Back to Broadway - October 10, 2014
by Dick Frantzreb
Last night, I had the pleasure of seeing the latest show by El Dorado Musical Theatre’s High Voltage troupe, 22 young performers – teenagers with none older than 20. As always, the evening was full of the highest quality entertainment. As I was driving to the show, I was listening to a TED talk about the overuse of the word “awesome.” My dictionary defines it as “extremely impressive or daunting; inspiring great admiration.” It’s a word I use very rarely – only when deserved – but believe me, this, like every High Voltage show, was truly awesome.
The show began with “One Short Day” from Wicked, and when the curtain went up on the Emerald City, one was immediately struck by the variety and creativity of the costumes. As the show proceeded, I don’t believe I saw any of these young performers dressed the same in two different scenes. Planning each scene’s look, organizing the costumes backstage, and coordinating the quick changes are clearly the fruit of professional (and no doubt heroic) efforts by costumer, Mary Curry, and a small army of helpers.
Even as I was being dazzled by “One Short Day,” I was a little apprehensive about what was to come. This was a new group of performers: nine of the 22 were not in the previous High Voltage show. Many of last year’s members have moved on to college or Los Angeles or Broadway, so I was a bit apprehensive about how this year’s High Voltage would compare. I shouldn’t have worried, or even wondered. This new group continues High Voltage’s standard of top-notch talent. In the second number, “A New World,” each cast member had a short solo, and I was surprised and impressed with the strength of each individual voice, including the new people. Those strong voices were in evidence throughout the show, and one couldn’t help but be amazed at the powerful, well-colored sounds and sensitive stylings produced by those so young. And the strong individual voices made for some of the best ensemble singing I’ve heard from High Voltage, especially from the young men. If these people were allowed to stand still on risers, they’d make an excellent chorus.
These shows feature scenes from a variety of Broadway musicals, and this time there were 29 numbers. (Click here to open the program in a new window.) You’ll notice I said “scenes,” not “songs.” The costumes, the acting, and the choreography make each one a complete scene. And although many of these numbers would be familiar to the average audience member, many were from shows I’d never seen – or even heard of. And some included lyrics and melodies that could only be pulled off by professionals. Though these kids aren’t paid, they perform like professionals. And one of the reasons they perform like professionals is that they are trained and directed by professionals like director/choreographer Debbie Wilson and vocal director Jennifer Wittmayer.
Wilson’s creativity never ceases to amaze – and delight – me. Every scene is set and staged so differently, so creatively. The staging is in itself a work of art. And the choreography is never stale, formulaic – or even predictable. No dance number is remotely like any of the others. As for the dancing itself, I’m always struck by the sharpness of the performers’ moves. They have the precision of a drill team, but with choreography that is far, far more complicated. They move together, often as a full company, in near perfect synchronization with one another, performing routines that are mind-bogglingly complex – usually while singing and handling props. To the observer, it seems superhuman, and superbly entertaining.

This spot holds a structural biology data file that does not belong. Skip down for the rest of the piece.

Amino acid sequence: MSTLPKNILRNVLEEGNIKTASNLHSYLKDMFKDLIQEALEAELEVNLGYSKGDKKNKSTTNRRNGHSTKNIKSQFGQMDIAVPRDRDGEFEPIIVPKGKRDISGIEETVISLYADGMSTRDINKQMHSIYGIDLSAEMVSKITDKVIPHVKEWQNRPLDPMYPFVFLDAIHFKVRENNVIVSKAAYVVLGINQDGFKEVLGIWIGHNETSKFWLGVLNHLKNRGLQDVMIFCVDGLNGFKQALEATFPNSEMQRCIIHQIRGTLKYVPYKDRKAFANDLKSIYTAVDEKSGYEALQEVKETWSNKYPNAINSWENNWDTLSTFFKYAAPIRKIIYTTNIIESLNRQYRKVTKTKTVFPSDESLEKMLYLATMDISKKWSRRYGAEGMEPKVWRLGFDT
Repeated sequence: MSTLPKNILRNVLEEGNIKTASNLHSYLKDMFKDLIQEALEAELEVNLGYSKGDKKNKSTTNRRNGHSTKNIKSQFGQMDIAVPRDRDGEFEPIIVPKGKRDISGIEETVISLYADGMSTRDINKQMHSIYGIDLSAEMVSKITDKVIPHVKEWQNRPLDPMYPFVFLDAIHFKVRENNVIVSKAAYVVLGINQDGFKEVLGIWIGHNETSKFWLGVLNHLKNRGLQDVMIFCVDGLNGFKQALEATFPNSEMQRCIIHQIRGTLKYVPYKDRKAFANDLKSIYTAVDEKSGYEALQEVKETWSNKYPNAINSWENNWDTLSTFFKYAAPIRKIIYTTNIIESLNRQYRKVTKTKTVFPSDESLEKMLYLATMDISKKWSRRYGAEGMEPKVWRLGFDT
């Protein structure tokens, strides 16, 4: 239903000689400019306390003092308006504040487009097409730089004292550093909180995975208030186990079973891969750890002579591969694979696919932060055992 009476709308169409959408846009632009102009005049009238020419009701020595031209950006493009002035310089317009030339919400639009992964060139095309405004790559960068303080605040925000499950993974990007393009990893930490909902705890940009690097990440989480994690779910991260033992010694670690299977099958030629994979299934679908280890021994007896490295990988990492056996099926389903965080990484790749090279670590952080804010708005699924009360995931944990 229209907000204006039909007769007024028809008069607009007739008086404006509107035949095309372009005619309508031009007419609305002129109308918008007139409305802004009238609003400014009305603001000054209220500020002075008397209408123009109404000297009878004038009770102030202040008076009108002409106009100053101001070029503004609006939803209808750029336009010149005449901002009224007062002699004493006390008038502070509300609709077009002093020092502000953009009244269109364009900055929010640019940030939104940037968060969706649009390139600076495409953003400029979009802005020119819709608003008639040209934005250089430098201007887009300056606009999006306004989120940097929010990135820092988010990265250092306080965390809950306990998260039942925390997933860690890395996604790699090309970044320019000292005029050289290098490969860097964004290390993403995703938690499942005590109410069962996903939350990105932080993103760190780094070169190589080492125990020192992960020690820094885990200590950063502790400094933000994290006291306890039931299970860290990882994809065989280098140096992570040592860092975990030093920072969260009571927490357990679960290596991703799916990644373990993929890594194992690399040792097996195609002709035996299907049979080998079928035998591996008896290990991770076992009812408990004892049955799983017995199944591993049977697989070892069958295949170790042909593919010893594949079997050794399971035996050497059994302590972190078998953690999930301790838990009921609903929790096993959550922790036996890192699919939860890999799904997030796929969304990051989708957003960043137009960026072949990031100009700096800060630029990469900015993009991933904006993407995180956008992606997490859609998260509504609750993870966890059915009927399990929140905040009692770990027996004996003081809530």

One thing I respect about the High Voltage is the idea that they are a unit. There are no “stars.” Someone can deliver an individual performance that is absolutely brilliant, but they don’t take a bow after completing their number. The set just goes dark, and this fabulous performer runs offstage to change into their costume for the next number. They get their bows at the end, but it’s always as an ensemble. I’ll confess I’m aching to tell you about the brilliant dancing in one number, or the fantastic voice in another number, or the over-the-top comic acting and singing in yet another – but I won’t. I didn’t take enough notes to give all the credit that’s due, nor do I have the space to give proper recognition to 22 outstanding individuals.
Although some scenes were solos or involved a small group of performers, there were many that packed the stage and were dazzling production numbers. Some of these were “One Short Day” from Wicked, “Supercalifragilisticexpialidocious” (amazingly this word is in Microsoft’s spell checker) from Mary Poppins, “We Both Reached for the Gun” from Chicago, “I Got Rhythm” from Crazy for You, “When You’re an Addams” from The Addams Family, “King of New York” from Newsies – and my all-time favorite, “Freak Flag” from Shrek. But I could go on and on. I can still visualize some of the many highlights of these numbers – and they still make me smile. But when you’re seeing them in the theater, it’s something else. There’s a transfer from stage to audience of energy and joy that is simply indescribable. Last night there was one man in the third or fourth row who stood up to applaud after many of the numbers. I envied his abandon, because those numbers deserved that kind of response and I was too reserved to join him. But when the performers were taking their final bows, there was no hesitancy – we were all on our feet, applauding, standing and cheering because what we had seen and heard was indeed awesome.